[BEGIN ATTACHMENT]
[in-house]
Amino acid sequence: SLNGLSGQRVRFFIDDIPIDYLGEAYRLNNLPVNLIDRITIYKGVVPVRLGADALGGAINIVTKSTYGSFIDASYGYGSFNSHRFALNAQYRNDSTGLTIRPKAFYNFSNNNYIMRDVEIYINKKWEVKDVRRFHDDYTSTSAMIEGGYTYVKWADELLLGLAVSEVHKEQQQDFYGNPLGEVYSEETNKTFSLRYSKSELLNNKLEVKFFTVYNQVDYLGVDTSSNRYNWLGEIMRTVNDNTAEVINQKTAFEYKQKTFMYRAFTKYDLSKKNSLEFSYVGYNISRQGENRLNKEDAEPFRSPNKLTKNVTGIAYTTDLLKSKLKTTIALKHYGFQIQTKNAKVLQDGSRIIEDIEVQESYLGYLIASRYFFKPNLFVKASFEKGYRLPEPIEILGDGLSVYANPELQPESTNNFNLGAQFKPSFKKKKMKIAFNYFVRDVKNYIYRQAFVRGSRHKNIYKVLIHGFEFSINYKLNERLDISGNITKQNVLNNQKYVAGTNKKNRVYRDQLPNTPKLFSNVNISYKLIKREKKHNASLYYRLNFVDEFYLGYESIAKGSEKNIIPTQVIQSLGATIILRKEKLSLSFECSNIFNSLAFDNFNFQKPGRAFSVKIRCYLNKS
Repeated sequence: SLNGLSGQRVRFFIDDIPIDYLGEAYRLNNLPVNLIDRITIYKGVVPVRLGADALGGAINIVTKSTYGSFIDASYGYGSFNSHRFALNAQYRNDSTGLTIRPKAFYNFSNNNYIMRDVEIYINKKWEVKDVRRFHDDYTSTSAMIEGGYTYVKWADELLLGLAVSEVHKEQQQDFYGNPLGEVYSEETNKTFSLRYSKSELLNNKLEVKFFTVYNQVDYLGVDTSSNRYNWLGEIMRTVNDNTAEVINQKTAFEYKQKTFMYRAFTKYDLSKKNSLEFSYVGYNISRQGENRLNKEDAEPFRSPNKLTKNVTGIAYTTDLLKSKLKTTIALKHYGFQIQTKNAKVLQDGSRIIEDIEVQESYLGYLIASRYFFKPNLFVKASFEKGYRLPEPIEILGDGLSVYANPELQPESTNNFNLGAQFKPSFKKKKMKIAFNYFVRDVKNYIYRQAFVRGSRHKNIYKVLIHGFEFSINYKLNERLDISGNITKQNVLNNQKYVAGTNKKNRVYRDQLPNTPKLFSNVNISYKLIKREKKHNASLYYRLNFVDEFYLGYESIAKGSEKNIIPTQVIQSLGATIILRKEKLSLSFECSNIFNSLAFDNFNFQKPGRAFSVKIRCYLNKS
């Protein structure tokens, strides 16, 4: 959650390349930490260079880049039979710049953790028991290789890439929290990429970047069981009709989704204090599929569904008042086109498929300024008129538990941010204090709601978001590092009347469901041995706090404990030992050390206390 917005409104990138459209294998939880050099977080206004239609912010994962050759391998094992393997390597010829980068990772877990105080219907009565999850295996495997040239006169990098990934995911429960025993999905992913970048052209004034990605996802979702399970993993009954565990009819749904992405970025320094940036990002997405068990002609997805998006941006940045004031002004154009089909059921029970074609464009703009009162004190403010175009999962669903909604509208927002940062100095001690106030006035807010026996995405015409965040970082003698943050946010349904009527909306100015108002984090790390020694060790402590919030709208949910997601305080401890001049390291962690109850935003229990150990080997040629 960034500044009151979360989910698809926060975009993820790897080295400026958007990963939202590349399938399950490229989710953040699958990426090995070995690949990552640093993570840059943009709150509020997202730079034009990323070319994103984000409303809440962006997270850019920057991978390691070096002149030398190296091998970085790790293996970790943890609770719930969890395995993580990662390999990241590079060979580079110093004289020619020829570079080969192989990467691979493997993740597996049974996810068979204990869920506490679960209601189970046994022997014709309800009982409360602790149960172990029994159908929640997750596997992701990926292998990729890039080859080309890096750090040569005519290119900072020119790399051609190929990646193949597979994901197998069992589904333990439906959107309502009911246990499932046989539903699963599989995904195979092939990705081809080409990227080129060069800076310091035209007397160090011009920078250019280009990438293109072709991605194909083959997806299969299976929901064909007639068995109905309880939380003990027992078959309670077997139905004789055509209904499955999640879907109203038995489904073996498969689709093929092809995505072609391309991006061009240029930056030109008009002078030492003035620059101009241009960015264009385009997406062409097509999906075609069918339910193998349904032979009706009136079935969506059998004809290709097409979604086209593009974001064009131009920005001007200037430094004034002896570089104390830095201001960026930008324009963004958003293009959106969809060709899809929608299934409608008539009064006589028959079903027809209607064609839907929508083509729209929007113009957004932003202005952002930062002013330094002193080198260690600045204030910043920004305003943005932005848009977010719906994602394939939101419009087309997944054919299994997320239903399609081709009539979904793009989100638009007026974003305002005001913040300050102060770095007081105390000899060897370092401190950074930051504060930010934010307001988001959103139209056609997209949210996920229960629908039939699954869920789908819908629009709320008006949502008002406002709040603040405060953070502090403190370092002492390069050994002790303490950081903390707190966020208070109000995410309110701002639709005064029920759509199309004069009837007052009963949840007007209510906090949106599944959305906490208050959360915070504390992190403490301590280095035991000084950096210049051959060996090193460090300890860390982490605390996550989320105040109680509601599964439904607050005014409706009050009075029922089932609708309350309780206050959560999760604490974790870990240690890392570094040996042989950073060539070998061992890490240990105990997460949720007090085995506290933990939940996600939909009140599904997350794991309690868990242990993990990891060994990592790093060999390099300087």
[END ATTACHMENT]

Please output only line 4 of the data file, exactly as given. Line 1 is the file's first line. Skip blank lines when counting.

């Protein structure tokens, strides 16, 4: 959650390349930490260079880049039979710049953790028991290789890439929290990429970047069981009709989704204090599929569904008042086109498929300024008129538990941010204090709601978001590092009347469901041995706090404990030992050390206390 917005409104990138459209294998939880050099977080206004239609912010994962050759391998094992393997390597010829980068990772877990105080219907009565999850295996495997040239006169990098990934995911429960025993999905992913970048052209004034990605996802979702399970993993009954565990009819749904992405970025320094940036990002997405068990002609997805998006941006940045004031002004154009089909059921029970074609464009703009009162004190403010175009999962669903909604509208927002940062100095001690106030006035807010026996995405015409965040970082003698943050946010349904009527909306100015108002984090790390020694060790402590919030709208949910997601305080401890001049390291962690109850935003229990150990080997040629 960034500044009151979360989910698809926060975009993820790897080295400026958007990963939202590349399938399950490229989710953040699958990426090995070995690949990552640093993570840059943009709150509020997202730079034009990323070319994103984000409303809440962006997270850019920057991978390691070096002149030398190296091998970085790790293996970790943890609770719930969890395995993580990662390999990241590079060979580079110093004289020619020829570079080969192989990467691979493997993740597996049974996810068979204990869920506490679960209601189970046994022997014709309800009982409360602790149960172990029994159908929640997750596997992701990926292998990729890039080859080309890096750090040569005519290119900072020119790399051609190929990646193949597979994901197998069992589904333990439906959107309502009911246990499932046989539903699963599989995904195979092939990705081809080409990227080129060069800076310091035209007397160090011009920078250019280009990438293109072709991605194909083959997806299969299976929901064909007639068995109905309880939380003990027992078959309670077997139905004789055509209904499955999640879907109203038995489904073996498969689709093929092809995505072609391309991006061009240029930056030109008009002078030492003035620059101009241009960015264009385009997406062409097509999906075609069918339910193998349904032979009706009136079935969506059998004809290709097409979604086209593009974001064009131009920005001007200037430094004034002896570089104390830095201001960026930008324009963004958003293009959106969809060709899809929608299934409608008539009064006589028959079903027809209607064609839907929508083509729209929007113009957004932003202005952002930062002013330094002193080198260690600045204030910043920004305003943005932005848009977010719906994602394939939101419009087309997944054919299994997320239903399609081709009539979904793009989100638009007026974003305002005001913040300050102060770095007081105390000899060897370092401190950074930051504060930010934010307001988001959103139209056609997209949210996920229960629908039939699954869920789908819908629009709320008006949502008002406002709040603040405060953070502090403190370092002492390069050994002790303490950081903390707190966020208070109000995410309110701002639709005064029920759509199309004069009837007052009963949840007007209510906090949106599944959305906490208050959360915070504390992190403490301590280095035991000084950096210049051959060996090193460090300890860390982490605390996550989320105040109680509601599964439904607050005014409706009050009075029922089932609708309350309780206050959560999760604490974790870990240690890392570094040996042989950073060539070998061992890490240990105990997460949720007090085995506290933990939940996600939909009140599904997350794991309690868990242990993990990891060994990592790093060999390099300087």